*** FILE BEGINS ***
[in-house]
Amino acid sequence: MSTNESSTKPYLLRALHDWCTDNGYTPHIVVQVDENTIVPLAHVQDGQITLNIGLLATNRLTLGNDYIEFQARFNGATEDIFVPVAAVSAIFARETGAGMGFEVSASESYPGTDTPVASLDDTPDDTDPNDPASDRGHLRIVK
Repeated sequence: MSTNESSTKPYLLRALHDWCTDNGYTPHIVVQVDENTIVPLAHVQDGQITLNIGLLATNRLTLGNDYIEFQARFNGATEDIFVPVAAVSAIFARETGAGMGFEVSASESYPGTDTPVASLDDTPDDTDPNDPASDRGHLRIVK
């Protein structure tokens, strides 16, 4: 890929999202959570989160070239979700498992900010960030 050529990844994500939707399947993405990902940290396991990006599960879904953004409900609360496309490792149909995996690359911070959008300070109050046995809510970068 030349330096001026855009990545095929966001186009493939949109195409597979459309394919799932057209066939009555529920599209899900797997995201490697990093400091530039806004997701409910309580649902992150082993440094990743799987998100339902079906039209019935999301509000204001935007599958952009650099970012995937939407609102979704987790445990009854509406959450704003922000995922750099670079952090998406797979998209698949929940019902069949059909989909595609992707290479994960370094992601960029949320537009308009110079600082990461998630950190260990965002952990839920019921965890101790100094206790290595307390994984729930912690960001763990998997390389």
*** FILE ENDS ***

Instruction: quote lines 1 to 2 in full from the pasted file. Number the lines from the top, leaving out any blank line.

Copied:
[in-house]
Amino acid sequence: MSTNESSTKPYLLRALHDWCTDNGYTPHIVVQVDENTIVPLAHVQDGQITLNIGLLATNRLTLGNDYIEFQARFNGATEDIFVPVAAVSAIFARETGAGMGFEVSASESYPGTDTPVASLDDTPDDTDPNDPASDRGHLRIVK